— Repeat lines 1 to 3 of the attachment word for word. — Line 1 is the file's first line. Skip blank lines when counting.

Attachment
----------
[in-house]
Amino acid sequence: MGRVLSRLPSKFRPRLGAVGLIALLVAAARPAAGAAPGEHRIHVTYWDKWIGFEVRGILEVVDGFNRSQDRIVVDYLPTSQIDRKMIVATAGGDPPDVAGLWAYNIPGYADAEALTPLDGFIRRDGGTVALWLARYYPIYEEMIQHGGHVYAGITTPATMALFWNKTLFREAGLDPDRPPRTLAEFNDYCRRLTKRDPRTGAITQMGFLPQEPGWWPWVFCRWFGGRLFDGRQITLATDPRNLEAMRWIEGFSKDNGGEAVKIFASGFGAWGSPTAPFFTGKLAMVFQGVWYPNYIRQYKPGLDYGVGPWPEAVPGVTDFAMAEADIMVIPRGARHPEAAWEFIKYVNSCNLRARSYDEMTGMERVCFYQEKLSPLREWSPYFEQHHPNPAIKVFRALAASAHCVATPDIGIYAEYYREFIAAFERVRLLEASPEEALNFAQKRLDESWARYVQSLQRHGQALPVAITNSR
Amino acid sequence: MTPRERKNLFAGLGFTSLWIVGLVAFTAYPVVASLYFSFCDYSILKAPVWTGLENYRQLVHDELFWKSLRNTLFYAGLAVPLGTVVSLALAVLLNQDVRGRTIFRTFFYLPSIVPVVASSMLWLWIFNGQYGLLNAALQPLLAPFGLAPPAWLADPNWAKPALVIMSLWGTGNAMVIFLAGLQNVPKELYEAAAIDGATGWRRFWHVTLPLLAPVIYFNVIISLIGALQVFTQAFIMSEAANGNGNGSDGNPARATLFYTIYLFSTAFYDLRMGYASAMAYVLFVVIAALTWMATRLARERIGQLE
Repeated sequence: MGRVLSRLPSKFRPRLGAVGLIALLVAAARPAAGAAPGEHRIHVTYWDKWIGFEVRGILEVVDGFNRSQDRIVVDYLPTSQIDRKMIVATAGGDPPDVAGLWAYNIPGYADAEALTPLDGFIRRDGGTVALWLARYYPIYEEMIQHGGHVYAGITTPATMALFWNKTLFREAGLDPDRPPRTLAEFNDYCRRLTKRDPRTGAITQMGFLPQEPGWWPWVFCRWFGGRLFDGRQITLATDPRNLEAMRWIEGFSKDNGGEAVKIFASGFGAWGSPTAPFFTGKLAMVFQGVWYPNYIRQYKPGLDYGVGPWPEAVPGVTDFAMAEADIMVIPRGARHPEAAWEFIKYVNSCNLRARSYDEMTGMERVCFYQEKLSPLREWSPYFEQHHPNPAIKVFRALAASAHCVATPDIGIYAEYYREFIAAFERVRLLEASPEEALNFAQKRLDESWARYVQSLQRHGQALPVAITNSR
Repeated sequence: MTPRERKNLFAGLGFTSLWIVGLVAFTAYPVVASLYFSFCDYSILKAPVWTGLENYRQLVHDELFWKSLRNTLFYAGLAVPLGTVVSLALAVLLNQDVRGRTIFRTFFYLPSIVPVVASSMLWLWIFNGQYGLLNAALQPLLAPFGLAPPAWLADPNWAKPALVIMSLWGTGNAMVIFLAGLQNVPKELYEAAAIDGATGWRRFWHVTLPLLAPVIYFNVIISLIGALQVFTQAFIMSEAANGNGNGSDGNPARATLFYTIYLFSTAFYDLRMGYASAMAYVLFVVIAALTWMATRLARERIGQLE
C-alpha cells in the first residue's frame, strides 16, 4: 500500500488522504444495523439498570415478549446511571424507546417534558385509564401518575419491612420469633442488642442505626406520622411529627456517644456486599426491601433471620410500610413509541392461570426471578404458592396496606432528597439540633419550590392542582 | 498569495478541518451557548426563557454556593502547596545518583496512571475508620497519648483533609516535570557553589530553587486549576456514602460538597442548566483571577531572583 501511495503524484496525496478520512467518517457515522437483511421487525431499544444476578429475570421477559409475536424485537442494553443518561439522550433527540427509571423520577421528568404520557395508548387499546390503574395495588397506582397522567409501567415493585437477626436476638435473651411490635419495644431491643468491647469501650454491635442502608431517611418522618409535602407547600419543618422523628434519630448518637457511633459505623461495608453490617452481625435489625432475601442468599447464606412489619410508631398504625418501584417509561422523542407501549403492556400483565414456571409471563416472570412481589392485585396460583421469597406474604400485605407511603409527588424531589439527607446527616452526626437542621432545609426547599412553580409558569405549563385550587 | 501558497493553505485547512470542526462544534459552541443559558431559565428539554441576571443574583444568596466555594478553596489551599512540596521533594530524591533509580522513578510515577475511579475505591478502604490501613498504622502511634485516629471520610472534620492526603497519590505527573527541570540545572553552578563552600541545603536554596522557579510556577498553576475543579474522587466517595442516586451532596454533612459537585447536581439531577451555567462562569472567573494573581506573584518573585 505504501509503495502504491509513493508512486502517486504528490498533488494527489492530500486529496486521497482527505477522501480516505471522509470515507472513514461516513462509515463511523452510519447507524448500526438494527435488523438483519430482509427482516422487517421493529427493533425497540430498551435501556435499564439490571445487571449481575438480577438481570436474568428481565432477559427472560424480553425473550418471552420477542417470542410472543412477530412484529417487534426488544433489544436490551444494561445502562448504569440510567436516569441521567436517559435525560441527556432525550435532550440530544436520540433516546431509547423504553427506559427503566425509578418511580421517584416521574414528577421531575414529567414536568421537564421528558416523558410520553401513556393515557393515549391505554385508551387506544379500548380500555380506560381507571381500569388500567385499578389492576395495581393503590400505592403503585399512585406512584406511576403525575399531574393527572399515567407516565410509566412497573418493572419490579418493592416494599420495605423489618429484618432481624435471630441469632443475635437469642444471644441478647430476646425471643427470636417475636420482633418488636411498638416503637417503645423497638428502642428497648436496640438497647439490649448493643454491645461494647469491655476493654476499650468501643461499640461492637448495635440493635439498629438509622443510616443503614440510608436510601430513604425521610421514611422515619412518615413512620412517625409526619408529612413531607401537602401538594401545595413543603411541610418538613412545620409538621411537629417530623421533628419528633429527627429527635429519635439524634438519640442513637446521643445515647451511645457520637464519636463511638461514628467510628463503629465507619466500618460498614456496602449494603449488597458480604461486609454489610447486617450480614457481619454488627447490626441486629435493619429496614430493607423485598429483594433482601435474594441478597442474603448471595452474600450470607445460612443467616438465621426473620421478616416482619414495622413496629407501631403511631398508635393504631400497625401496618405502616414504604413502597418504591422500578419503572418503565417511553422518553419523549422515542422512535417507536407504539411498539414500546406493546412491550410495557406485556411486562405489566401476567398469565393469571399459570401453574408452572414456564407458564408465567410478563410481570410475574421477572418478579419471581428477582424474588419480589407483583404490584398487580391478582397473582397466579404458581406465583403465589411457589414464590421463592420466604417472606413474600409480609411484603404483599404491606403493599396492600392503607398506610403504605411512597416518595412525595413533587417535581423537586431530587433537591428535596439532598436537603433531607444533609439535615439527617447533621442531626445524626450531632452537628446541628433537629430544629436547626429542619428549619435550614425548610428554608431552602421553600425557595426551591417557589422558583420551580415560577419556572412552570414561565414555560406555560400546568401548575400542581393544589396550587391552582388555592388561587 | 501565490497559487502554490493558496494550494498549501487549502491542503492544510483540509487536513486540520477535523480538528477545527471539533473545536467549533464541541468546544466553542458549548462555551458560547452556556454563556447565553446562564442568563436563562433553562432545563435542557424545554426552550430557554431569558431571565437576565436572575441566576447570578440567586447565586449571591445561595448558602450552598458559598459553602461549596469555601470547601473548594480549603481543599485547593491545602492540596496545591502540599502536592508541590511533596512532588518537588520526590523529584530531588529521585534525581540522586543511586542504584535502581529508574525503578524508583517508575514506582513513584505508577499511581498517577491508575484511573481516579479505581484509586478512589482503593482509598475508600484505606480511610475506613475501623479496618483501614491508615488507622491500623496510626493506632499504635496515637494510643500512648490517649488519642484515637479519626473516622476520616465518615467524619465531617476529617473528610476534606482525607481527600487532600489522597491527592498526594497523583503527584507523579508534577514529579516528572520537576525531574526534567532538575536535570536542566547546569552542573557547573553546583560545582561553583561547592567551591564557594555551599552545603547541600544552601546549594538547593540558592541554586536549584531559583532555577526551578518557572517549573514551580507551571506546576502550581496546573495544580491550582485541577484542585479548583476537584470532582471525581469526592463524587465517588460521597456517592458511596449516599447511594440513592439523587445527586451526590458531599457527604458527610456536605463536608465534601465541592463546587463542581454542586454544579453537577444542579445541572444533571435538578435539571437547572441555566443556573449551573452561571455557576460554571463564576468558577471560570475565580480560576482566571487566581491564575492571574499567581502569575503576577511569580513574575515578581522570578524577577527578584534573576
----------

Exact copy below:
[in-house]
Amino acid sequence: MGRVLSRLPSKFRPRLGAVGLIALLVAAARPAAGAAPGEHRIHVTYWDKWIGFEVRGILEVVDGFNRSQDRIVVDYLPTSQIDRKMIVATAGGDPPDVAGLWAYNIPGYADAEALTPLDGFIRRDGGTVALWLARYYPIYEEMIQHGGHVYAGITTPATMALFWNKTLFREAGLDPDRPPRTLAEFNDYCRRLTKRDPRTGAITQMGFLPQEPGWWPWVFCRWFGGRLFDGRQITLATDPRNLEAMRWIEGFSKDNGGEAVKIFASGFGAWGSPTAPFFTGKLAMVFQGVWYPNYIRQYKPGLDYGVGPWPEAVPGVTDFAMAEADIMVIPRGARHPEAAWEFIKYVNSCNLRARSYDEMTGMERVCFYQEKLSPLREWSPYFEQHHPNPAIKVFRALAASAHCVATPDIGIYAEYYREFIAAFERVRLLEASPEEALNFAQKRLDESWARYVQSLQRHGQALPVAITNSR
Amino acid sequence: MTPRERKNLFAGLGFTSLWIVGLVAFTAYPVVASLYFSFCDYSILKAPVWTGLENYRQLVHDELFWKSLRNTLFYAGLAVPLGTVVSLALAVLLNQDVRGRTIFRTFFYLPSIVPVVASSMLWLWIFNGQYGLLNAALQPLLAPFGLAPPAWLADPNWAKPALVIMSLWGTGNAMVIFLAGLQNVPKELYEAAAIDGATGWRRFWHVTLPLLAPVIYFNVIISLIGALQVFTQAFIMSEAANGNGNGSDGNPARATLFYTIYLFSTAFYDLRMGYASAMAYVLFVVIAALTWMATRLARERIGQLE